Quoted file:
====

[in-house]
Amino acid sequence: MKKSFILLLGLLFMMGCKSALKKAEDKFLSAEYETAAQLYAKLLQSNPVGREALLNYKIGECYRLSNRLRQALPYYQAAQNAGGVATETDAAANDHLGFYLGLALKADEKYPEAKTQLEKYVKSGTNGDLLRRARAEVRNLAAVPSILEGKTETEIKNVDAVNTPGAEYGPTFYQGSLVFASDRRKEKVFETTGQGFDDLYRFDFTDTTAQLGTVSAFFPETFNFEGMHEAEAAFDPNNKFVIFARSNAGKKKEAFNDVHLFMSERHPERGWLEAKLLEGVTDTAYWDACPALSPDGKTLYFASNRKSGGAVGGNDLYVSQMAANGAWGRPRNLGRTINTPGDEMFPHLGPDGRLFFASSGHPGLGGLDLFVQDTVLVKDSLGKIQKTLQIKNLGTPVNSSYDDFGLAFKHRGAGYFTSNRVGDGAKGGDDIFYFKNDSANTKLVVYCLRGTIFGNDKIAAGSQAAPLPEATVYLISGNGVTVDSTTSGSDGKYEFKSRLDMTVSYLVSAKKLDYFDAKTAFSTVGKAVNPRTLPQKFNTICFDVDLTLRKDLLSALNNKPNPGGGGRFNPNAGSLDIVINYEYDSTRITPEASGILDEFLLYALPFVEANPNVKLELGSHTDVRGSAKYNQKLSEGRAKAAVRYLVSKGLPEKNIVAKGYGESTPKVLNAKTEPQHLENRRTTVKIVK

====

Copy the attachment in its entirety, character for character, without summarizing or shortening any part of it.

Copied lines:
[in-house]
Amino acid sequence: MKKSFILLLGLLFMMGCKSALKKAEDKFLSAEYETAAQLYAKLLQSNPVGREALLNYKIGECYRLSNRLRQALPYYQAAQNAGGVATETDAAANDHLGFYLGLALKADEKYPEAKTQLEKYVKSGTNGDLLRRARAEVRNLAAVPSILEGKTETEIKNVDAVNTPGAEYGPTFYQGSLVFASDRRKEKVFETTGQGFDDLYRFDFTDTTAQLGTVSAFFPETFNFEGMHEAEAAFDPNNKFVIFARSNAGKKKEAFNDVHLFMSERHPERGWLEAKLLEGVTDTAYWDACPALSPDGKTLYFASNRKSGGAVGGNDLYVSQMAANGAWGRPRNLGRTINTPGDEMFPHLGPDGRLFFASSGHPGLGGLDLFVQDTVLVKDSLGKIQKTLQIKNLGTPVNSSYDDFGLAFKHRGAGYFTSNRVGDGAKGGDDIFYFKNDSANTKLVVYCLRGTIFGNDKIAAGSQAAPLPEATVYLISGNGVTVDSTTSGSDGKYEFKSRLDMTVSYLVSAKKLDYFDAKTAFSTVGKAVNPRTLPQKFNTICFDVDLTLRKDLLSALNNKPNPGGGGRFNPNAGSLDIVINYEYDSTRITPEASGILDEFLLYALPFVEANPNVKLELGSHTDVRGSAKYNQKLSEGRAKAAVRYLVSKGLPEKNIVAKGYGESTPKVLNAKTEPQHLENRRTTVKIVK